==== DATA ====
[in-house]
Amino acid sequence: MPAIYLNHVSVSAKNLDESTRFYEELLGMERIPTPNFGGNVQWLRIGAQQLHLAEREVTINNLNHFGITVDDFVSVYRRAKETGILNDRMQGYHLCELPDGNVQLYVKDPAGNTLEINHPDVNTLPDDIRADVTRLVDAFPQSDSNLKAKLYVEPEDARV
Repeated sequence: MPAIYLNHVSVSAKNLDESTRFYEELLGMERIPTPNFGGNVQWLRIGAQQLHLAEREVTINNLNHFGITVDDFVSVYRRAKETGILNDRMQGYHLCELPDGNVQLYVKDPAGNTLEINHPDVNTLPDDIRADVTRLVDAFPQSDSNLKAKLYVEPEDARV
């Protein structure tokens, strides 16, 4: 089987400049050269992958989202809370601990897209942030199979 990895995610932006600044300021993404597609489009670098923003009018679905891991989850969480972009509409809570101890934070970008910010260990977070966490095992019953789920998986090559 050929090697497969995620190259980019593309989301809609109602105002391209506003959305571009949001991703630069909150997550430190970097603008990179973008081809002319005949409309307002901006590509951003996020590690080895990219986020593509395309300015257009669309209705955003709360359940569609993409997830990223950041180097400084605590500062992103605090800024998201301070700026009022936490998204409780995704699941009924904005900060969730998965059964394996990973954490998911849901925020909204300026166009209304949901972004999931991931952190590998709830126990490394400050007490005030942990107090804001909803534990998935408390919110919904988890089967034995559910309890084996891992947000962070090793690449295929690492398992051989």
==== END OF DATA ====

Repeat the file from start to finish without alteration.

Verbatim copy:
[in-house]
Amino acid sequence: MPAIYLNHVSVSAKNLDESTRFYEELLGMERIPTPNFGGNVQWLRIGAQQLHLAEREVTINNLNHFGITVDDFVSVYRRAKETGILNDRMQGYHLCELPDGNVQLYVKDPAGNTLEINHPDVNTLPDDIRADVTRLVDAFPQSDSNLKAKLYVEPEDARV
Repeated sequence: MPAIYLNHVSVSAKNLDESTRFYEELLGMERIPTPNFGGNVQWLRIGAQQLHLAEREVTINNLNHFGITVDDFVSVYRRAKETGILNDRMQGYHLCELPDGNVQLYVKDPAGNTLEINHPDVNTLPDDIRADVTRLVDAFPQSDSNLKAKLYVEPEDARV
């Protein structure tokens, strides 16, 4: 089987400049050269992958989202809370601990897209942030199979 990895995610932006600044300021993404597609489009670098923003009018679905891991989850969480972009509409809570101890934070970008910010260990977070966490095992019953789920998986090559 050929090697497969995620190259980019593309989301809609109602105002391209506003959305571009949001991703630069909150997550430190970097603008990179973008081809002319005949409309307002901006590509951003996020590690080895990219986020593509395309300015257009669309209705955003709360359940569609993409997830990223950041180097400084605590500062992103605090800024998201301070700026009022936490998204409780995704699941009924904005900060969730998965059964394996990973954490998911849901925020909204300026166009209304949901972004999931991931952190590998709830126990490394400050007490005030942990107090804001909803534990998935408390919110919904988890089967034995559910309890084996891992947000962070090793690449295929690492398992051989």